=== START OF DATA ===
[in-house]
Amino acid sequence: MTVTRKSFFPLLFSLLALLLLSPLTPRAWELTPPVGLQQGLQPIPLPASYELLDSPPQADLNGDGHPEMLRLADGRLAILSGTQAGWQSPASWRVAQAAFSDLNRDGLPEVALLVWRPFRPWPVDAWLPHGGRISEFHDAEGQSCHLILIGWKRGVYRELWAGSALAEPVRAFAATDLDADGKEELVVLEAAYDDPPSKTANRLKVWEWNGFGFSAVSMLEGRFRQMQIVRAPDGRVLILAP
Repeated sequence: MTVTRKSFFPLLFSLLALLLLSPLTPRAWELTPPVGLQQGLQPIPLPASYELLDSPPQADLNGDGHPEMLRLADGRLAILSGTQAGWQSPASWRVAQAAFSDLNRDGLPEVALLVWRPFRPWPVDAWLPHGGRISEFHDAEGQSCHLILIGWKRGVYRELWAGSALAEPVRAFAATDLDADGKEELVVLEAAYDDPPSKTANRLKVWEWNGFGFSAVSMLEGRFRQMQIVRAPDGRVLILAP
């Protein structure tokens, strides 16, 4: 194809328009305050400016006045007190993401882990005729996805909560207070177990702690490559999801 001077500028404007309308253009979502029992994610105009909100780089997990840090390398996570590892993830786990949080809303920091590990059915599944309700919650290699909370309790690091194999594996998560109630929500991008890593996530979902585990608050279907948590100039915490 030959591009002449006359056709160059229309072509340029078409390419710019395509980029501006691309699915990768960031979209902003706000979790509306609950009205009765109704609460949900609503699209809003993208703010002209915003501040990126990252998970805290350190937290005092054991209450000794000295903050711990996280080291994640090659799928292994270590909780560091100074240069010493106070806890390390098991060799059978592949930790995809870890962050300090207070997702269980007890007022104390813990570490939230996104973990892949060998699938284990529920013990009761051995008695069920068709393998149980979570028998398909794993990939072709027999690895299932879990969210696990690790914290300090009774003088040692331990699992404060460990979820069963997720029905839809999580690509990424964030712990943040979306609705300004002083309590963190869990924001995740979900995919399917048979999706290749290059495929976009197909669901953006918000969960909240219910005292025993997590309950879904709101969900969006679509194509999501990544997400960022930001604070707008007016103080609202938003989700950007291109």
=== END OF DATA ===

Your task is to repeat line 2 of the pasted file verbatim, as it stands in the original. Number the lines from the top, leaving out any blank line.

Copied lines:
Amino acid sequence: MTVTRKSFFPLLFSLLALLLLSPLTPRAWELTPPVGLQQGLQPIPLPASYELLDSPPQADLNGDGHPEMLRLADGRLAILSGTQAGWQSPASWRVAQAAFSDLNRDGLPEVALLVWRPFRPWPVDAWLPHGGRISEFHDAEGQSCHLILIGWKRGVYRELWAGSALAEPVRAFAATDLDADGKEELVVLEAAYDDPPSKTANRLKVWEWNGFGFSAVSMLEGRFRQMQIVRAPDGRVLILAP